The Department of Justice (DOJ) is seeking details on visitors to a website used to organize protests against President Trump, according to a Los Angeles-based web hosting provider.
DreamHost said in a Monday blog post that the requests deal with disruptj20.org, its owner and visitors.
“The request from the DOJ demands that DreamHost hand over 1.3 million visitor IP addresses – in addition to contact information, email content, and photos of thousands of people – in an effort to determine who simply visited the website,” the blog said. “(Our customer has also been notified of the pending warrant on the account.).”
“This information could be used to identify any individuals who used this site to exercise and express political speech protected under the Constitution’s First Amendment,” it added. “That should be enough to set alarm bells off in everyone’s mind.”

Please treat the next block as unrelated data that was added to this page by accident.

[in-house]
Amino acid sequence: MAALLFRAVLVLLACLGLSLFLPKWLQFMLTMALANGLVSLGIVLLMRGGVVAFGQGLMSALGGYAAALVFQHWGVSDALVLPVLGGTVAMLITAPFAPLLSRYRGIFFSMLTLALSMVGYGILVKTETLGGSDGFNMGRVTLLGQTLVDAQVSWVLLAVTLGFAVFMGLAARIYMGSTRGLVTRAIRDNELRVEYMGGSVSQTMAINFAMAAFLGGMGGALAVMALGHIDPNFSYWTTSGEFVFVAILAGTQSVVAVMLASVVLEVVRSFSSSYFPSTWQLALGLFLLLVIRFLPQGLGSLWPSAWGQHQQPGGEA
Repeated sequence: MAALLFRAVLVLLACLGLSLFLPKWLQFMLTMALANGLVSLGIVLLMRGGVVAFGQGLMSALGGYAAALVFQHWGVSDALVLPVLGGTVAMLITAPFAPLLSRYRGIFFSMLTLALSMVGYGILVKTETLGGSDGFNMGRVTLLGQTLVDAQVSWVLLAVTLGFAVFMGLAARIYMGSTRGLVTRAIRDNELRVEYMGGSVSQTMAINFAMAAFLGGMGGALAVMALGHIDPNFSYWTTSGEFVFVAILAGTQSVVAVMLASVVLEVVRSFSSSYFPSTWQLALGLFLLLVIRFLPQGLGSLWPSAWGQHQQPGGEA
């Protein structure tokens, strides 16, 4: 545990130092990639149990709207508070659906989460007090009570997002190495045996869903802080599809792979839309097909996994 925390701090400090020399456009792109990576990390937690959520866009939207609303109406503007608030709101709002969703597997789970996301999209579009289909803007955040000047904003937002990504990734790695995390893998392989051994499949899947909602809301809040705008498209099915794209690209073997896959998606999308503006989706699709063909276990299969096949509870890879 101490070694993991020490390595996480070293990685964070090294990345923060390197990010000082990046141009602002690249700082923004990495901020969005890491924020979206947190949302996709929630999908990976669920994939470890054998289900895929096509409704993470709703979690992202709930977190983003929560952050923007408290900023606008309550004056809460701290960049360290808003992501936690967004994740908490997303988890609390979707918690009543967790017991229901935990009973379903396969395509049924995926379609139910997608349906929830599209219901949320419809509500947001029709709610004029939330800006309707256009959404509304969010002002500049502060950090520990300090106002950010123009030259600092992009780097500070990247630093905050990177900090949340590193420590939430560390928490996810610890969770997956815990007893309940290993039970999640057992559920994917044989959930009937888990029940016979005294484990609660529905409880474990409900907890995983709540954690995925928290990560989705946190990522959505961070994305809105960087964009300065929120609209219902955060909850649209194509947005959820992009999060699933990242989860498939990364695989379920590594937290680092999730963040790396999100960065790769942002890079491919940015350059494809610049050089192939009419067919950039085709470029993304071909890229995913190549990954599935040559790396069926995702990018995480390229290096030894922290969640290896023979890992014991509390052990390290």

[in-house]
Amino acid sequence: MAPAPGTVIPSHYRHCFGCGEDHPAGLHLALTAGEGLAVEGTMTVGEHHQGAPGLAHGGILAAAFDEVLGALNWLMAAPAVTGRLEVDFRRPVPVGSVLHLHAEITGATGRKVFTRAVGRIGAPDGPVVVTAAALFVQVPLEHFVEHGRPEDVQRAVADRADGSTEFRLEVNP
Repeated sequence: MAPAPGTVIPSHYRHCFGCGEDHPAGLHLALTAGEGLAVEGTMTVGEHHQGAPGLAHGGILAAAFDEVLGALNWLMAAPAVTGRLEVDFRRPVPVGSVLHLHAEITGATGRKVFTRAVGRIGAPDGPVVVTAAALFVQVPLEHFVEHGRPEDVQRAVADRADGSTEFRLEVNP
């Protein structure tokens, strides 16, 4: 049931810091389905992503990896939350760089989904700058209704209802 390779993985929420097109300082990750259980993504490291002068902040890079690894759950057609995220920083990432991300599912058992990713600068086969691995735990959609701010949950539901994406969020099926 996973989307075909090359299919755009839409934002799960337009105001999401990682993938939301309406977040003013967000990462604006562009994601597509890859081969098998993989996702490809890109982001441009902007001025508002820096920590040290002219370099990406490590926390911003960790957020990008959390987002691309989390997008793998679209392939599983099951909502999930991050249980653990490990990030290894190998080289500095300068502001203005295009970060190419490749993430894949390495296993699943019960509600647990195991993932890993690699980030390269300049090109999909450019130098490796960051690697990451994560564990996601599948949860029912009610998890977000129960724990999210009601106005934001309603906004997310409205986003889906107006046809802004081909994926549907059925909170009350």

“This is, in our opinion, a strong example of investigatory overreach and a clear abuse of government authority.”
DreamHost’s blog said it had been working with the DOJ for several months to comply with the legal process.
The company added it is challenging the DOJ’s request, with a hearing on the issue scheduled for this Friday in the Washington, D.C. Superior Court.
At issue is a July 12 DOJ warrant stating that authorities will seize any information showing violations of D.C. code governing riots earlier this year.
Disruptj20.org became involved with organizing protests against President Trump on his Jan. 20 Inauguration Day.
CNN reported in February that 214 people were indicted on felony rioting charges in relation to Inauguration Protests in downtown Washington.
Six police officers were reportedly injured during the fracas, while 230 protesters were also arrested that day.
DreamHost said it is challenging the DOJ’s request for information about the protests as it respects the privacy of internet users.
“The internet was founded – and continues to survive, in the main – on its democratizing ability to facilitate a free exchange of ideas,” its blog said.
“Internet users have a reasonable expectation that they will not get swept up in criminal investigations simply by exercising their right to political speech against the government.”